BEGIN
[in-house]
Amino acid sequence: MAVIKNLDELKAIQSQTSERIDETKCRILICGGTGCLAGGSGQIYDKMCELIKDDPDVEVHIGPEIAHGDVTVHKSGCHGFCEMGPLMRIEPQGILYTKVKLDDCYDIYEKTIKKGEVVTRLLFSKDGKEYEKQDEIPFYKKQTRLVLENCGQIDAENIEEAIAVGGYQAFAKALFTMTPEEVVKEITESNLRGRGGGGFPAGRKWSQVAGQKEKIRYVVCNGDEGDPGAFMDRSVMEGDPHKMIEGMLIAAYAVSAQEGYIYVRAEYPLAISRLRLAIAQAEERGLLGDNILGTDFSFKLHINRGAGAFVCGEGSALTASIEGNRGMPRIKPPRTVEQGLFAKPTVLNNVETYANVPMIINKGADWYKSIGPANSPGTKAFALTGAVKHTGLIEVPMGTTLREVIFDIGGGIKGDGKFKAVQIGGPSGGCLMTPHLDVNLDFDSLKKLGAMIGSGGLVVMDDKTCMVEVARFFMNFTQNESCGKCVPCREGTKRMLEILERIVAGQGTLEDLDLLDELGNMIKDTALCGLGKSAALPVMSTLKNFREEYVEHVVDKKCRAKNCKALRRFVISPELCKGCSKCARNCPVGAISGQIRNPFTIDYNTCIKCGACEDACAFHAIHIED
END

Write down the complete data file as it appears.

[in-house]
Amino acid sequence: MAVIKNLDELKAIQSQTSERIDETKCRILICGGTGCLAGGSGQIYDKMCELIKDDPDVEVHIGPEIAHGDVTVHKSGCHGFCEMGPLMRIEPQGILYTKVKLDDCYDIYEKTIKKGEVVTRLLFSKDGKEYEKQDEIPFYKKQTRLVLENCGQIDAENIEEAIAVGGYQAFAKALFTMTPEEVVKEITESNLRGRGGGGFPAGRKWSQVAGQKEKIRYVVCNGDEGDPGAFMDRSVMEGDPHKMIEGMLIAAYAVSAQEGYIYVRAEYPLAISRLRLAIAQAEERGLLGDNILGTDFSFKLHINRGAGAFVCGEGSALTASIEGNRGMPRIKPPRTVEQGLFAKPTVLNNVETYANVPMIINKGADWYKSIGPANSPGTKAFALTGAVKHTGLIEVPMGTTLREVIFDIGGGIKGDGKFKAVQIGGPSGGCLMTPHLDVNLDFDSLKKLGAMIGSGGLVVMDDKTCMVEVARFFMNFTQNESCGKCVPCREGTKRMLEILERIVAGQGTLEDLDLLDELGNMIKDTALCGLGKSAALPVMSTLKNFREEYVEHVVDKKCRAKNCKALRRFVISPELCKGCSKCARNCPVGAISGQIRNPFTIDYNTCIKCGACEDACAFHAIHIED